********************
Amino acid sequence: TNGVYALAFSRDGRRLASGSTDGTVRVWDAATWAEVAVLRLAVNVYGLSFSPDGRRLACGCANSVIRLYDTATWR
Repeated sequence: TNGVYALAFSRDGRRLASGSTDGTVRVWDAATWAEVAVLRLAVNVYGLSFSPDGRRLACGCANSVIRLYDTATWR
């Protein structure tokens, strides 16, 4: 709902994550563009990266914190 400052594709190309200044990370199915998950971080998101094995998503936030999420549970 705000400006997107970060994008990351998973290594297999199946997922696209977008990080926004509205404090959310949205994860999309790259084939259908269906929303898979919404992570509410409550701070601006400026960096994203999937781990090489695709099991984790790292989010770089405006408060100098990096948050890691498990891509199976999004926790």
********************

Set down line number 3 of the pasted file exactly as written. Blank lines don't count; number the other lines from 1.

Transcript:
């Protein structure tokens, strides 16, 4: 709902994550563009990266914190 400052594709190309200044990370199915998950971080998101094995998503936030999420549970 705000400006997107970060994008990351998973290594297999199946997922696209977008990080926004509205404090959310949205994860999309790259084939259908269906929303898979919404992570509410409550701070601006400026960096994203999937781990090489695709099991984790790292989010770089405006408060100098990096948050890691498990891509199976999004926790």